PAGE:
Tag: Philip Seymour Hoffman
Re-posting one of Tom’s old reviews from the old Film Is Pwn days:
I had reason to think it was lies; I had, after all, seen Mission Impossible 2. I finally caved and sat down to watch it about a week ago. About five minutes in I started to think that perhaps M:I-2 had just been a bad memory, perhaps it never happened, because this sure felt like an extension of the first and very enjoyable Mission: Impossible. The question really is … what happened?
For a good film one usually starts with a good script or screenplay. A director may make adjustments along the way to fit with their vision, but a good screenplay is critical. For Mission: Impossible 2 however this just didn’t happen. Robert Towne, the writer credited with the screenplay, comments that a majority of the script was centered around action sequences requested by John Woo, long time fun-bad movie maker. Fortunately, John Woo didn’t make Mission: Impossible 3, JJ Abrams of the TV show Lost did. (continue reading…)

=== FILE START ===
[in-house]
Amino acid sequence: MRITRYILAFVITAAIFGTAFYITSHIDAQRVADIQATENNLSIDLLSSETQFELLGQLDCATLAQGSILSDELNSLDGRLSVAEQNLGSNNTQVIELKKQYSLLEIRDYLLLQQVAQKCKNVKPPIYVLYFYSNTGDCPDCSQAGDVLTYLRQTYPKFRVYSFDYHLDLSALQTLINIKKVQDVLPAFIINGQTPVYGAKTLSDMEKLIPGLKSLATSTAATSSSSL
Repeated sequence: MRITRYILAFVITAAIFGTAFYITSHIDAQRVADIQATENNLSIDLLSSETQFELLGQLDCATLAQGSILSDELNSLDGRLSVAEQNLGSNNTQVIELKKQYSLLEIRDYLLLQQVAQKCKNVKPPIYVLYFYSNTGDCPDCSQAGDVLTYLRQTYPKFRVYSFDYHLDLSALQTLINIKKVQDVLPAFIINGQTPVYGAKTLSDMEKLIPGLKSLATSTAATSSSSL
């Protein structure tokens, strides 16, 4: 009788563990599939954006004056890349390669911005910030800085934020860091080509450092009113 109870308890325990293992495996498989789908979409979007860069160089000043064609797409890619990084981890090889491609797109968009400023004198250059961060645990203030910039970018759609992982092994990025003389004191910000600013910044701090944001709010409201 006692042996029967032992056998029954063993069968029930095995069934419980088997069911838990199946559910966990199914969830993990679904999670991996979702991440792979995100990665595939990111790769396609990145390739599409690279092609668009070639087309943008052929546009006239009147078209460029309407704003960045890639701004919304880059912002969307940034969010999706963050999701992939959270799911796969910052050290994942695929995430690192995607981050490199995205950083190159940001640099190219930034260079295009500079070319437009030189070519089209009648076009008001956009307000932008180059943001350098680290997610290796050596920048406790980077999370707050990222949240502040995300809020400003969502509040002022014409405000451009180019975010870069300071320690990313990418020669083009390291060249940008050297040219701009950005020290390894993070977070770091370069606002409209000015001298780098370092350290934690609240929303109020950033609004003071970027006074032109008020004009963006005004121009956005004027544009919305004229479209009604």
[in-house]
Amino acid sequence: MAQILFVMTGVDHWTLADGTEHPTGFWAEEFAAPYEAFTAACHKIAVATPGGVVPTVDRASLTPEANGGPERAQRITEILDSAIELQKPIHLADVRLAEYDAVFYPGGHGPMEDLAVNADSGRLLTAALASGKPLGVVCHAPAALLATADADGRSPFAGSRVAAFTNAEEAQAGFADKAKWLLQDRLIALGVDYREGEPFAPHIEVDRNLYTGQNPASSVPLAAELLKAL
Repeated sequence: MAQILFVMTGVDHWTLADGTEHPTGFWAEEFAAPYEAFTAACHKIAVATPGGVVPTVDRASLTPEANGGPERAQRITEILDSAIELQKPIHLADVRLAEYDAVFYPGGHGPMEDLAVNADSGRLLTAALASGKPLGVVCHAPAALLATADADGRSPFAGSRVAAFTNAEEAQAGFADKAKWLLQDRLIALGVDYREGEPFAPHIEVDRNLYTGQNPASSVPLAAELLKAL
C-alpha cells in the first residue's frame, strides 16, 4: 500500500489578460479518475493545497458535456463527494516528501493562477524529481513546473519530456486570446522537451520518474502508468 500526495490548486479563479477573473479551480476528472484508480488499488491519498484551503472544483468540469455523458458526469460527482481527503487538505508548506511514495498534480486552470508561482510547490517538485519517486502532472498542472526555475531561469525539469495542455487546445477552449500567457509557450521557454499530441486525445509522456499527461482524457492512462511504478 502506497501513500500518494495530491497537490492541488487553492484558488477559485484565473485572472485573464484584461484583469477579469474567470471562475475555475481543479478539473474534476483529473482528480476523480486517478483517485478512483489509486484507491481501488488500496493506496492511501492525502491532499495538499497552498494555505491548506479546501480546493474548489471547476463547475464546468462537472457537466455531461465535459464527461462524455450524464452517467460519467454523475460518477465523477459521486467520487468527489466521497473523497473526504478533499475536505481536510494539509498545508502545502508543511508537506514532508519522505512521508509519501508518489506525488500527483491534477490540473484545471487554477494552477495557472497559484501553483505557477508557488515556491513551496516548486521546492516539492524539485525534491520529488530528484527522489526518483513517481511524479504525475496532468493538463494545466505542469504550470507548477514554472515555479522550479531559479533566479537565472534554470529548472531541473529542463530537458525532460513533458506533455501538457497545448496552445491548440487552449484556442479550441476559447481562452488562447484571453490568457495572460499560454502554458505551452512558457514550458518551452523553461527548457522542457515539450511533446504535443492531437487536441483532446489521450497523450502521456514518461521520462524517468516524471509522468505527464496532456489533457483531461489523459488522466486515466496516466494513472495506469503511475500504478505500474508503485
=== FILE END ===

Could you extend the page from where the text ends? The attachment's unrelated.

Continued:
Moneyball is based on the true story of Oakland Athletics General Manager Billy Beane. After a remarkably successful 2001 season, the A’s lost star players they could no longer afford to bigger market teams who could pay higher salaries. Unable to compete with New York or Boston in price, Beane turns to a new strategy. Instead of relying on old school scouting and baseball tradition, Beane turns to statisticians (played by Jonah Hill) who analyze the game and find undervalued players who the math says will get on base and score runs. I love baseball, know the Billy Beane story, and expected to like Moneyball. But I didn’t just like it — I loved it. Pitt as Beane is terrific, and the rest of the cast is excellent as well. This is the first sports movie that takes the focus off the players or even the managers and focuses on the nuances of executive decisions, trading players, and cutting players. One of the most thrilling scenes is where Pitt and Hill mastermind a trade to acquire reliever Ricardo Rincon. Sounds boring? It’s not. It’s funny, engaging, and all around great, great stuff. Fourteen stars! (continue reading…)
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